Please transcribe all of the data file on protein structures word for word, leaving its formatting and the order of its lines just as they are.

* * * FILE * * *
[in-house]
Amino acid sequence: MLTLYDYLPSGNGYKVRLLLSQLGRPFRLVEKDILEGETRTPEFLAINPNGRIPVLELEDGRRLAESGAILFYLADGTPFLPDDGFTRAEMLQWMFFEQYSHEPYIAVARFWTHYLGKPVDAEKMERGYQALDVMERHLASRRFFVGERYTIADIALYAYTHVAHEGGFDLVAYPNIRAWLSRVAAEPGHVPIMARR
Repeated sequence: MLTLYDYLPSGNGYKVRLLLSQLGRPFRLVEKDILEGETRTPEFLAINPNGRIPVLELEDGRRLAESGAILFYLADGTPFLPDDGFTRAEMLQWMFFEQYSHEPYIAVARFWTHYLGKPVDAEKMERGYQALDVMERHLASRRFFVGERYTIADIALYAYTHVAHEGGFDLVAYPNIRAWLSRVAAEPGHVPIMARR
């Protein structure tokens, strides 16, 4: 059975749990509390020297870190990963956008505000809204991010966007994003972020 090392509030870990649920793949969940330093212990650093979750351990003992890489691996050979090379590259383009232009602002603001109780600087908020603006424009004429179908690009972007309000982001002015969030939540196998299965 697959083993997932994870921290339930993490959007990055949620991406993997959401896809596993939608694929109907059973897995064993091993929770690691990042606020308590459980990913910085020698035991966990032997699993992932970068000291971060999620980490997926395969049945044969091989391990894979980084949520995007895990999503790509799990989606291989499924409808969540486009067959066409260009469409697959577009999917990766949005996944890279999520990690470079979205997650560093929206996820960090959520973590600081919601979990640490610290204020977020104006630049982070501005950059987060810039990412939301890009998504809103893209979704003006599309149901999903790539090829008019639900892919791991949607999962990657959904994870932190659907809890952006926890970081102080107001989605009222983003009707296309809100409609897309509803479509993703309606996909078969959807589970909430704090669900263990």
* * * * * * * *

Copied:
[in-house]
Amino acid sequence: MLTLYDYLPSGNGYKVRLLLSQLGRPFRLVEKDILEGETRTPEFLAINPNGRIPVLELEDGRRLAESGAILFYLADGTPFLPDDGFTRAEMLQWMFFEQYSHEPYIAVARFWTHYLGKPVDAEKMERGYQALDVMERHLASRRFFVGERYTIADIALYAYTHVAHEGGFDLVAYPNIRAWLSRVAAEPGHVPIMARR
Repeated sequence: MLTLYDYLPSGNGYKVRLLLSQLGRPFRLVEKDILEGETRTPEFLAINPNGRIPVLELEDGRRLAESGAILFYLADGTPFLPDDGFTRAEMLQWMFFEQYSHEPYIAVARFWTHYLGKPVDAEKMERGYQALDVMERHLASRRFFVGERYTIADIALYAYTHVAHEGGFDLVAYPNIRAWLSRVAAEPGHVPIMARR
């Protein structure tokens, strides 16, 4: 059975749990509390020297870190990963956008505000809204991010966007994003972020 090392509030870990649920793949969940330093212990650093979750351990003992890489691996050979090379590259383009232009602002603001109780600087908020603006424009004429179908690009972007309000982001002015969030939540196998299965 697959083993997932994870921290339930993490959007990055949620991406993997959401896809596993939608694929109907059973897995064993091993929770690691990042606020308590459980990913910085020698035991966990032997699993992932970068000291971060999620980490997926395969049945044969091989391990894979980084949520995007895990999503790509799990989606291989499924409808969540486009067959066409260009469409697959577009999917990766949005996944890279999520990690470079979205997650560093929206996820960090959520973590600081919601979990640490610290204020977020104006630049982070501005950059987060810039990412939301890009998504809103893209979704003006599309149901999903790539090829008019639900892919791991949607999962990657959904994870932190659907809890952006926890970081102080107001989605009222983003009707296309809100409609897309509803479509993703309606996909078969959807589970909430704090669900263990």